Panel suggests ways to harmonise Sarfaesi Act with Bankruptcy code

A joint committee of Parliament on the Enforcement of Security Interest and Recovery of Debts Laws and Miscellaneous Provisions (Amendment) Bill has recommended significant changes in the proposed legislation, including harmonising it with the Insolvency and Bankruptcy Code for payment to secured creditors.

The committee, in its report submitted to the Lok Sabha on Friday, has recommended nearly two dozen amendments to the bill (which was tabled in Parliament in May this year) to help improve ease of business and to reduce the non-performing asset problem.
 
The recommendations of the committee headed by BJP MP Bhupendra Yadav on the debt recovery tribunal and the Sarfaesi Act are in sync with the bankruptcy code that was passed in the last session of Parliament.

''…on and after the commencement of the Insolvency and Bankruptcy Code 2016, in cases where insolvency and bankruptcy proceedings are pending in respect of secured assets of the borrower, priority to secured creditors in payment of debt shall be subject to the provisions of that Code,'' said the report.

The finance ministry hopes to get the amendment bill passed in the current session of Parliament, which will help improve the 'ease of doing business' by faster resolution of bad loans.

In view of the previous Supreme Court judgment and tenancy protection laws in various states, the committee has also suggested specifying cases where Debt Recovery Tribunals (DRTs) can pass orders permitting the banks to take action for enforcement of securities under section 17.

Further, it has proposed doing away with the provision to empower tribunals to give an interim ex-parte order to prevent disposing of the assets within 30 days of a show-cause notice to the defendant as it ''may be a violation of the principles of natural justice''. Instead, it has suggested giving ''adequate opportunity'' to the borrower before an adverse adjudicatory stance is taken against him.

It has also suggested reviewing the definitions of a number of terms, including ''intangible assets'', to include those that may be ''prescribed by the central government in consultation with the Reserve Bank of India''.

''Lending against security of intangible assets is evolving and with a view to empower Central Government to specify the type of intangible assets from time to time,'', it said, adding that modes of recovery of such assets can also be prescribed by the central government from time to time.
 
Similarly, it has also recommended amendments to the definition of ''asset reconstruction company'' (ARC) and ''secured creditor''.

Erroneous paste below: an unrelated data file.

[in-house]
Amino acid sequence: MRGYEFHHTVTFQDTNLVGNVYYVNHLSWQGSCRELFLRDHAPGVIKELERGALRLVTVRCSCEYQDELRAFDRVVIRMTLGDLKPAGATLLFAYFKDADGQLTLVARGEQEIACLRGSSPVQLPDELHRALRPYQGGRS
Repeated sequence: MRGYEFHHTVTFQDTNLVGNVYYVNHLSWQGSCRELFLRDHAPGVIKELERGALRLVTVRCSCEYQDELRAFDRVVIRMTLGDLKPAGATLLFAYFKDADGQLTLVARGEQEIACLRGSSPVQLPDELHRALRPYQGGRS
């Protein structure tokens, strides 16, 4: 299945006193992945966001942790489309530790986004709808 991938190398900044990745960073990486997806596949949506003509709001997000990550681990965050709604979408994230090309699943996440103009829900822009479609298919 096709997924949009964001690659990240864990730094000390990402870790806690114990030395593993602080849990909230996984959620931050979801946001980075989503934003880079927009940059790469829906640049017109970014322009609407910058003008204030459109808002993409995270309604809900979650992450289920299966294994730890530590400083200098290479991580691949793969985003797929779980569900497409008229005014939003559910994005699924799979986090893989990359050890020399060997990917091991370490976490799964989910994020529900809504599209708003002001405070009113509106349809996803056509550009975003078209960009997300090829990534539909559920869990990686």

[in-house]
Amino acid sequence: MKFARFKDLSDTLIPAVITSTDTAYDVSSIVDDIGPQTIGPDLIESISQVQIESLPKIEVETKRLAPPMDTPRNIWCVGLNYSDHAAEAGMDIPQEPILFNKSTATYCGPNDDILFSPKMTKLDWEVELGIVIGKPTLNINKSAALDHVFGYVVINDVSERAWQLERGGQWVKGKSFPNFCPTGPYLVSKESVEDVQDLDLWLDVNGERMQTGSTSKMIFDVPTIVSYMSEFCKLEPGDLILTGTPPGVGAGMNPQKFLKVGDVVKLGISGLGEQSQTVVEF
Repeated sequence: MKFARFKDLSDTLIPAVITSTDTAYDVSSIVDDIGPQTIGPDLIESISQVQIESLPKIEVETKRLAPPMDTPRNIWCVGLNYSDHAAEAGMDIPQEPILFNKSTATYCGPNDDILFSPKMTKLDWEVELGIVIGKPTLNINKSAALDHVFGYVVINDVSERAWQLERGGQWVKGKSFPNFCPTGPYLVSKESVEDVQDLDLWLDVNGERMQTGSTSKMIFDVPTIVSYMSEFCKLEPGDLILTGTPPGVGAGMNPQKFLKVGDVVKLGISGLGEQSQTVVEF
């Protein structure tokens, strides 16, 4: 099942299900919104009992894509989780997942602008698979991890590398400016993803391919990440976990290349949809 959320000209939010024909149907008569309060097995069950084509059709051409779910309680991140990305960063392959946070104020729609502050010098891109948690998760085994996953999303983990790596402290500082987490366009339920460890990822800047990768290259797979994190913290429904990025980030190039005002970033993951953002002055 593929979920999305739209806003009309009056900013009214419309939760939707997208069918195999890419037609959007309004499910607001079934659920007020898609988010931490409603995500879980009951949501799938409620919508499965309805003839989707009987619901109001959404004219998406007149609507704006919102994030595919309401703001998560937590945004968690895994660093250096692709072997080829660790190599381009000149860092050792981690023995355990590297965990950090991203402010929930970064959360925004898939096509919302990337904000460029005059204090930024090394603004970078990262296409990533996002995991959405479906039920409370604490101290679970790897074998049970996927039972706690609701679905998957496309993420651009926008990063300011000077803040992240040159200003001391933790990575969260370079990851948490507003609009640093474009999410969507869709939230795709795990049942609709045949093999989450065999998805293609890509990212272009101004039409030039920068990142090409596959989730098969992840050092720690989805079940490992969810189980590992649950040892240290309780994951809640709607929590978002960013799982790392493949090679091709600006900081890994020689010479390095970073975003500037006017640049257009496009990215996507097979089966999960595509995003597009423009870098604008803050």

It has also suggested tightening the provision for exemption from stamp duty for acquiring financial assets by ARCs to prevent its misuse for other purposes.

To keep a check on ARCs, it has also proposed empowering the RBI to carry out their audit and inspection from time to time.

It has also suggested authorising a judicial member in the Debt Recovery Tribunals (DRTs) to function as the presiding officer and increasing the maximum age of the chairpersons of Appellate Tribunal to 70 years.

The report of the JPC contains measures that go a long way to assure investors of transparent tax policies and security of their funds in the event of disputes, Yadav said. He expressed the hope that the JPC report would be considered by the cabinet soon so that an amended law can be passed in the current monsoon session of Parliament.

The committee, however, left the job of designation of agricultural land to the states.

"The business of designating tribal, forest, agricultural land is not easy and often varies from state to state," explained Yadav.

The MP, who has previously headed committees on the GST and bankruptcy code, said he saw the 21 major amendments recommended by the JPC being an important part of a series of measures taken by the Modi government to make business more transparent and reduce the scope for discretion and corruption.

Yadav said the report calls for fixing a 30-day window to submit a view on the status of properties being taken over by banks and financial institutions, reducing the possibility of delays and connivance between officials and affected parties.

The committee also felt that a vacancy in a tribunal need not delay proceedings as a similarly placed judicial official can also hear a case relating to debt recovery and the securitisation of financial assets and enforcement of security interest Act.

Yadav said there were some 70,000 disputes that add up to around Rs5-lakh crore, and the changes recommended to the two Acts will help reduce pendency with several cases relating to individuals and corporates. The contentious issue of tenancy in properties that are to be taken over has also been addressed with the tribunal now expected to reach an assessment on whether tenants predate the dispute. "This is necessary as sometimes tenancies are created to delay or stall the recovery process," he explained.

The committee has suggested that non-financial institutions also be allowed to take over stressed assets apart from asset reconstruction companies. This would help in reducing NPAs, the panel pointed out.